Andrew Rodman

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Spoiler Alert: Court Plunges Dagger In Heart Of Obama-Era Overtime Regs, Setting Stage For Season II Fireworks

Wow, this has been one crazy roller coaster ride. Season 1 of this overtime soap opera kicked-off with President Obama directing the Secretary of Labor to “modernize and streamline” the “white collar” FLSA exemptions. In May 2016, the DOL published revised regulations that increased the exempt salary threshold from $455 per week ($23,600 annually) to … Continue Reading

Did A Florida Appellate Court Just “Dis” An Employment Agreement’s Arbitration Provision?

Is it prudent for employers to require employees to sign mandatory arbitration agreements? There is no right or wrong answer to that question . . . just a long list of pros and cons.  Proponents of mandatory arbitration often focus on factors such as confidentiality, the ability to remove the risk of a “runaway jury,” … Continue Reading

Another Attempt To Pass Private Sector Comp-Time Legislation

As the fate of the Department of Labor’s revised overtime regulations remains in limbo as a result of a nationwide injunction (currently on appeal) issued in November 2016, Congress now has chimed-in on wage and hour issues potentially impacting non-exempt employees.  This week, the House of Representatives passed The Working Families Flexibility Act (“the Bill”), … Continue Reading

Class Action Waivers: Will The Supreme Court Successfully Realign The Litigation Galaxy?

Finally. The wait is almost over. The U.S. Supreme Court will decide whether an employer may enforce a mandatory arbitration agreement that contains a class action or collective action waiver. Last Friday, the Supreme Court agreed to hear 3 cases stemming from the NLRB’s 2012 decision in D.R. Horton, in which the NLRB held that … Continue Reading

Words Matter: Preparing For A Reduction In Force

A few weeks ago, four former Hewlett-Packard employees between the ages of 52 and 63 filed a class action lawsuit in California alleging that HP engaged in age discrimination, and terminated their employment, in connection with a paring-down and restructuring of its workforce. HP has denied the allegations of discrimination, stating that, “[t]he decision to implement … Continue Reading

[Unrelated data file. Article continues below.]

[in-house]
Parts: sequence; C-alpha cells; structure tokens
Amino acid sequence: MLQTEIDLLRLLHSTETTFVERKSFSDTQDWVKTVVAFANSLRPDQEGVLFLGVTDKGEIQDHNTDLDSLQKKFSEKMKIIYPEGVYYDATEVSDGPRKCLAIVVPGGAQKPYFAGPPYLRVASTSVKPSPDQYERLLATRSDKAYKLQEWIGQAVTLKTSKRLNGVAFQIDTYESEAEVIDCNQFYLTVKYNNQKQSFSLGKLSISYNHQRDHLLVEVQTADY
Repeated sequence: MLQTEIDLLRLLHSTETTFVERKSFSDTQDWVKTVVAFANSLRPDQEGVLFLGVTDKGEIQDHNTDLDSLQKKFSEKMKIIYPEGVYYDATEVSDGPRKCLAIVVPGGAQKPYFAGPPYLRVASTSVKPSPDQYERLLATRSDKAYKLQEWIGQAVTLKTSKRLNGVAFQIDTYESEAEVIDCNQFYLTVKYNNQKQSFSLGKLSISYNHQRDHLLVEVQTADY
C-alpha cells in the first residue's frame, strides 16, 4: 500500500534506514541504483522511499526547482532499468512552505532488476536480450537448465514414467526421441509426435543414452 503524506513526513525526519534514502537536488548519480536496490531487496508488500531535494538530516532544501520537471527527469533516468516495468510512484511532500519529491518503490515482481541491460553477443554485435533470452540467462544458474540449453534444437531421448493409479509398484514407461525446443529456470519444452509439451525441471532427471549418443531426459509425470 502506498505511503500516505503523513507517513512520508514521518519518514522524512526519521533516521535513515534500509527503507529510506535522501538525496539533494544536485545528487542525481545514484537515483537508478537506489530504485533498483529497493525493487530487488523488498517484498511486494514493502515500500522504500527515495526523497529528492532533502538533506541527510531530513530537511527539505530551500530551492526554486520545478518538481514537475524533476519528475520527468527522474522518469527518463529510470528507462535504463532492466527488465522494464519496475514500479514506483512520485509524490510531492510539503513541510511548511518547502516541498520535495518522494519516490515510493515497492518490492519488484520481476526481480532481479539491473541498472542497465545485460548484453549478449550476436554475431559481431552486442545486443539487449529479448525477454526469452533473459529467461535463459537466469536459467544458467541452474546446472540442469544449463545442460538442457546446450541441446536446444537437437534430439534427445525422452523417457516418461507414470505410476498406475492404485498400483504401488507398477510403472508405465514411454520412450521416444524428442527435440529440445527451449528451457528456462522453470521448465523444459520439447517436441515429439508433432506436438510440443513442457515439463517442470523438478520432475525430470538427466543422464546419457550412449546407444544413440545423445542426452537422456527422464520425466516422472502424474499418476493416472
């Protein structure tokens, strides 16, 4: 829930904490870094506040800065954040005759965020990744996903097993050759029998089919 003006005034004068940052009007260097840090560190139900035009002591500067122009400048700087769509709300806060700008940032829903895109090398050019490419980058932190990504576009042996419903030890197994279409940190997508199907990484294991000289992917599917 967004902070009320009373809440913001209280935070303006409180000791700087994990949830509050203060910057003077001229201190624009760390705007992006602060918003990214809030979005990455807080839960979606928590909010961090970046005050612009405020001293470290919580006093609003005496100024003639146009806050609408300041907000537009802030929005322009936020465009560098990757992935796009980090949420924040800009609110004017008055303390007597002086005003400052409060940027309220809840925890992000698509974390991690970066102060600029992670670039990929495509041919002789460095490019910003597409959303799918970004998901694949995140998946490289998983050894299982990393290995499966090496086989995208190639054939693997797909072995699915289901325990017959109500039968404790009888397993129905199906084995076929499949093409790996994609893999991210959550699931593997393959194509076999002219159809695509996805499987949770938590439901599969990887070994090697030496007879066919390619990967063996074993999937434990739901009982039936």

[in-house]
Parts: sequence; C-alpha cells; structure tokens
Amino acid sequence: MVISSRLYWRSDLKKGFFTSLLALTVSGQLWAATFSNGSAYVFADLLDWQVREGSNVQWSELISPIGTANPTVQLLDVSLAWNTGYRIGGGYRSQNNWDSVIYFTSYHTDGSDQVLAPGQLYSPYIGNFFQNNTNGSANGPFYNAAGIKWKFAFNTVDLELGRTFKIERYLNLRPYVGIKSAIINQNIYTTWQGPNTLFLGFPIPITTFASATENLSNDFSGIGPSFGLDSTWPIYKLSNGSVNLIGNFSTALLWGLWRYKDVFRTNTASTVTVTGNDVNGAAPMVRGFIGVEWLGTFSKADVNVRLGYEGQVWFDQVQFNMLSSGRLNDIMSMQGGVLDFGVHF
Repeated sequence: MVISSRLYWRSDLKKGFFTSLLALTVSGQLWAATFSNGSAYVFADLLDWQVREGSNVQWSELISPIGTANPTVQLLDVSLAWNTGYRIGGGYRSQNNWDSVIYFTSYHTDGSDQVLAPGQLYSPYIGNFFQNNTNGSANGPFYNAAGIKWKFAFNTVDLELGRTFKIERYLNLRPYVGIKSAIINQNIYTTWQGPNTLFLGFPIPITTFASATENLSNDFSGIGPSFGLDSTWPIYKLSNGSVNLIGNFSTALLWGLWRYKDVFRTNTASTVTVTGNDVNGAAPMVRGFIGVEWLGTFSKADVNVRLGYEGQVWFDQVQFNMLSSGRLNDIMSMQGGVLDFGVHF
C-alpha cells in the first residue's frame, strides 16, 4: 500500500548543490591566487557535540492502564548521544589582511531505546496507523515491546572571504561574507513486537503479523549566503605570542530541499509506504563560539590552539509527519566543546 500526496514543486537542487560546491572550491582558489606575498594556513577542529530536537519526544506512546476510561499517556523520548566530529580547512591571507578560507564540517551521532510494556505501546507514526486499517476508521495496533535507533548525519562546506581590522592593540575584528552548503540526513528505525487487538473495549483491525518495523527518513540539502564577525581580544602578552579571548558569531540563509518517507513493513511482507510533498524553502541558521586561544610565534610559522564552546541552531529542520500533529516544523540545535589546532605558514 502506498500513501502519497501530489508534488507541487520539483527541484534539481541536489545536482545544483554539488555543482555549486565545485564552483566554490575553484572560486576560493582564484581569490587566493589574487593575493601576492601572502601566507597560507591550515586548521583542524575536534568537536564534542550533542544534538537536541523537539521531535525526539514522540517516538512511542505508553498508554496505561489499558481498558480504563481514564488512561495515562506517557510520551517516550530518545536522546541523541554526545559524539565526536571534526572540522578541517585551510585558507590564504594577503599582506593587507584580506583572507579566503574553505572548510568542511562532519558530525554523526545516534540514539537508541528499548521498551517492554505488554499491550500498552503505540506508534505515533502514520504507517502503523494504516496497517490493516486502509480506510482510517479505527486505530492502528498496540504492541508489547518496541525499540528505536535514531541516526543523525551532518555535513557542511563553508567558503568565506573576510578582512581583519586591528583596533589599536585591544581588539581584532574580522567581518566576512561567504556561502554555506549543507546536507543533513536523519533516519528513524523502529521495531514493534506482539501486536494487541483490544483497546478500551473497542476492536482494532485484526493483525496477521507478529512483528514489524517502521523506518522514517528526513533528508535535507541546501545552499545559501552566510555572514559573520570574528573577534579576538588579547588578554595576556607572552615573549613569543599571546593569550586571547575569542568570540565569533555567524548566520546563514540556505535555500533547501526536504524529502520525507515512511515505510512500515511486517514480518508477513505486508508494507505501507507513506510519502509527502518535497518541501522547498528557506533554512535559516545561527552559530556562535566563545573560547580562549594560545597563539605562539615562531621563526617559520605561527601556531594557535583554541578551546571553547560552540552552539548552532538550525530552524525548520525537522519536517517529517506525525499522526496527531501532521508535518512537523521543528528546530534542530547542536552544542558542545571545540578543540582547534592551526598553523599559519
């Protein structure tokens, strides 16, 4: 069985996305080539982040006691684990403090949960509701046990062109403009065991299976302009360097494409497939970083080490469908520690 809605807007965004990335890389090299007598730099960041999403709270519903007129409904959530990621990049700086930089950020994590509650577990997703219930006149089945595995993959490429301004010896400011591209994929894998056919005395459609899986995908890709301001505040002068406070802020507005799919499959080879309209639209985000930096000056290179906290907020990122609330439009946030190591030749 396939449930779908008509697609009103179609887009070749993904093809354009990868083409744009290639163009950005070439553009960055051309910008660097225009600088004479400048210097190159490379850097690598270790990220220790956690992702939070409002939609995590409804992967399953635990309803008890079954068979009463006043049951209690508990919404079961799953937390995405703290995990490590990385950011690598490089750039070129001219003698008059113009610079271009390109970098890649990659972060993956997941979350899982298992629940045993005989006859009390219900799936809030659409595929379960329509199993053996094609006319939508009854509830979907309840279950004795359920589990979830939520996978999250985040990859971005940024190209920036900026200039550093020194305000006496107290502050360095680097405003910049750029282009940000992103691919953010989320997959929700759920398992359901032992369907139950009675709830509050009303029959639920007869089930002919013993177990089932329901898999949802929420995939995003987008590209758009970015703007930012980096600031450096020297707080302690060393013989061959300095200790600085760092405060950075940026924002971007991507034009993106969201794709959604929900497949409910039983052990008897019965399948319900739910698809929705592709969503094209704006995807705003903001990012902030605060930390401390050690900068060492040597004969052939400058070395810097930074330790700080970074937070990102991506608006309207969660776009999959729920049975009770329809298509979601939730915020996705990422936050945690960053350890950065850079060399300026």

Is “Paid Leave” on Florida’s Horizon?

Did you watch the Democratic presidential debate on October 13, 2015? If so, you heard the candidates make many promises, among them paid family leave. True, we already have the FMLA, but it only requires unpaid leave, it only applies to employers with 50 or more employees, and it only applies to employees who have … Continue Reading

Breast Pumps, Depositions, and Politicians

According to Elizabeth Beck, a Florida attorney who deposed Donald Trump in 2011 in connection with a real estate project, Mr. Trump erupted when she requested a break in the deposition so she could pump breast milk: “He got up, his face got red, he shook his finger at me, and he screamed, ‘You’re disgusting, … Continue Reading

Who Needs Congress When We Have The EEOC?

Legislative efforts have failed repeatedly at the federal level to add “sexual orientation” and “gender identity” to the list of protected classifications under anti-discrimination laws. That has not deterred the EEOC in its quest to protect the LGBT community from employment discrimination. On the heels of the Supreme Court’s historic decision in Obergefell on June … Continue Reading

OMG! Your Policy Says What?

Title VII, through the Pregnancy Discrimination Act (PDA), has expressly prohibited pregnancy discrimination since 1978. Thirteen years later, the Supreme Court, in Johnson Controls, told us that even well-intentioned, but facially discriminatory, gender and pregnancy based employment policies — like Johnson Control’s policy of prohibiting fertile women from working on a battery line because of … Continue Reading

Proving Emotional Harm: Using One’s “Head”